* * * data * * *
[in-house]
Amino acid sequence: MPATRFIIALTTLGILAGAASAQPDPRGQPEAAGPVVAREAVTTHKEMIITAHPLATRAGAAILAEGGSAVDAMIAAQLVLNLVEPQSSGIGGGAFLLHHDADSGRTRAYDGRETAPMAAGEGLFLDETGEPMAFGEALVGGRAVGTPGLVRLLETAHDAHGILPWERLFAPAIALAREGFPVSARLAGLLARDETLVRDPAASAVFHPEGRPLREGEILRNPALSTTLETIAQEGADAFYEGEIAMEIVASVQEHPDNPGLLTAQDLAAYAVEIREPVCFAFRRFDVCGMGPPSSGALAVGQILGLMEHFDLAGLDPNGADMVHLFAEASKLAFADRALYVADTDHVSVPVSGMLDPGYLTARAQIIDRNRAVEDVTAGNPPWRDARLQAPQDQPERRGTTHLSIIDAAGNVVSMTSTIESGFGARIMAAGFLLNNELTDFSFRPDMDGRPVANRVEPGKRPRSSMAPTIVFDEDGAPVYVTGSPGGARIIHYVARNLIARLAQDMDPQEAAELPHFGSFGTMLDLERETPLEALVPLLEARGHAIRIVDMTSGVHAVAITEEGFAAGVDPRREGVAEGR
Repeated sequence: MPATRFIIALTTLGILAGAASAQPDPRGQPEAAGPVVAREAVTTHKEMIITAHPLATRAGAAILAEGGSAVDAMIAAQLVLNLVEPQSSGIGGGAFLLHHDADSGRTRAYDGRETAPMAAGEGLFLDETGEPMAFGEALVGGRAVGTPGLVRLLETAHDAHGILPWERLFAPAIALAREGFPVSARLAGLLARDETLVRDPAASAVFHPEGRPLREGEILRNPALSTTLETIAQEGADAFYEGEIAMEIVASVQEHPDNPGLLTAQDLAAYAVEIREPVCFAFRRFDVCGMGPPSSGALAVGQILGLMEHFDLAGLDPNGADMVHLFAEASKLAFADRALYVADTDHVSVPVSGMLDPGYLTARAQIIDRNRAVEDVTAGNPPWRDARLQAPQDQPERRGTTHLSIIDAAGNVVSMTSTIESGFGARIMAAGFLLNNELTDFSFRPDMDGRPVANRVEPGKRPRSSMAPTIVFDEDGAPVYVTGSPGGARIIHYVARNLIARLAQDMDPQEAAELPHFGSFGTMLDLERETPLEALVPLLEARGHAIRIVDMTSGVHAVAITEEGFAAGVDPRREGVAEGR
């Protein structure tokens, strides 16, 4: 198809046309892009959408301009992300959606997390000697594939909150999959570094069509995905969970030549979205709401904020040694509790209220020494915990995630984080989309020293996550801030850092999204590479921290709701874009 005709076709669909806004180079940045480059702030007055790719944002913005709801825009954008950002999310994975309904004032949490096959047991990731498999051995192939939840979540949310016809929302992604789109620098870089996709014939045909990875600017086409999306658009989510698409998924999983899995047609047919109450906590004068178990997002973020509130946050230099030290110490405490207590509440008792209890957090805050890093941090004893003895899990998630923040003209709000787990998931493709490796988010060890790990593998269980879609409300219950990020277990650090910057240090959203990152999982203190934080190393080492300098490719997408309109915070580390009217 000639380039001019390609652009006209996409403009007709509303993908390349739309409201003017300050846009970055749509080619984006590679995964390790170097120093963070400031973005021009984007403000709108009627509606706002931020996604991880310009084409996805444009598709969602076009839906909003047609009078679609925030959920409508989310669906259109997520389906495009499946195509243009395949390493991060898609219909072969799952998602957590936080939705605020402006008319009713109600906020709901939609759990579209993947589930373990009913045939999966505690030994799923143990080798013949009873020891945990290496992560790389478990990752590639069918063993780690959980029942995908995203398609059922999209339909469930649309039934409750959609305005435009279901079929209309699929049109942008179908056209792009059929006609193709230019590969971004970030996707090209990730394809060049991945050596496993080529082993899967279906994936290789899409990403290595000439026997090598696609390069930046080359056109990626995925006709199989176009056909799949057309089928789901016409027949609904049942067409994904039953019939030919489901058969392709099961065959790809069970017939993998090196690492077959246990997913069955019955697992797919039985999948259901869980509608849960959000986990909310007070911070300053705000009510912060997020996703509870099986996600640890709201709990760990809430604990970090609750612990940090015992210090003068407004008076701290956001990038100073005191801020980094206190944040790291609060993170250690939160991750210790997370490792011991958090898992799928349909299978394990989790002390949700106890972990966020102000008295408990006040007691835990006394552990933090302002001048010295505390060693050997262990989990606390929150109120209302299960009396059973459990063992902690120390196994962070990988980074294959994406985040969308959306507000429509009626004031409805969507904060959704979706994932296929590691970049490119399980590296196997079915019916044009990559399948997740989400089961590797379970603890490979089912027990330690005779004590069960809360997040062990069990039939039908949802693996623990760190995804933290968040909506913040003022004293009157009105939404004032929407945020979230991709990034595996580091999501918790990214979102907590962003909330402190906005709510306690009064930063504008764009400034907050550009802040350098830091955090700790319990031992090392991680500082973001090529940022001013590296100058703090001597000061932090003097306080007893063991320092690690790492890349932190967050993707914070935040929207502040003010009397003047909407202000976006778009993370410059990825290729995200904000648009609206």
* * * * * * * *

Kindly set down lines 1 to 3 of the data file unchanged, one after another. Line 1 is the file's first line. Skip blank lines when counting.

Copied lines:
[in-house]
Amino acid sequence: MPATRFIIALTTLGILAGAASAQPDPRGQPEAAGPVVAREAVTTHKEMIITAHPLATRAGAAILAEGGSAVDAMIAAQLVLNLVEPQSSGIGGGAFLLHHDADSGRTRAYDGRETAPMAAGEGLFLDETGEPMAFGEALVGGRAVGTPGLVRLLETAHDAHGILPWERLFAPAIALAREGFPVSARLAGLLARDETLVRDPAASAVFHPEGRPLREGEILRNPALSTTLETIAQEGADAFYEGEIAMEIVASVQEHPDNPGLLTAQDLAAYAVEIREPVCFAFRRFDVCGMGPPSSGALAVGQILGLMEHFDLAGLDPNGADMVHLFAEASKLAFADRALYVADTDHVSVPVSGMLDPGYLTARAQIIDRNRAVEDVTAGNPPWRDARLQAPQDQPERRGTTHLSIIDAAGNVVSMTSTIESGFGARIMAAGFLLNNELTDFSFRPDMDGRPVANRVEPGKRPRSSMAPTIVFDEDGAPVYVTGSPGGARIIHYVARNLIARLAQDMDPQEAAELPHFGSFGTMLDLERETPLEALVPLLEARGHAIRIVDMTSGVHAVAITEEGFAAGVDPRREGVAEGR
Repeated sequence: MPATRFIIALTTLGILAGAASAQPDPRGQPEAAGPVVAREAVTTHKEMIITAHPLATRAGAAILAEGGSAVDAMIAAQLVLNLVEPQSSGIGGGAFLLHHDADSGRTRAYDGRETAPMAAGEGLFLDETGEPMAFGEALVGGRAVGTPGLVRLLETAHDAHGILPWERLFAPAIALAREGFPVSARLAGLLARDETLVRDPAASAVFHPEGRPLREGEILRNPALSTTLETIAQEGADAFYEGEIAMEIVASVQEHPDNPGLLTAQDLAAYAVEIREPVCFAFRRFDVCGMGPPSSGALAVGQILGLMEHFDLAGLDPNGADMVHLFAEASKLAFADRALYVADTDHVSVPVSGMLDPGYLTARAQIIDRNRAVEDVTAGNPPWRDARLQAPQDQPERRGTTHLSIIDAAGNVVSMTSTIESGFGARIMAAGFLLNNELTDFSFRPDMDGRPVANRVEPGKRPRSSMAPTIVFDEDGAPVYVTGSPGGARIIHYVARNLIARLAQDMDPQEAAELPHFGSFGTMLDLERETPLEALVPLLEARGHAIRIVDMTSGVHAVAITEEGFAAGVDPRREGVAEGR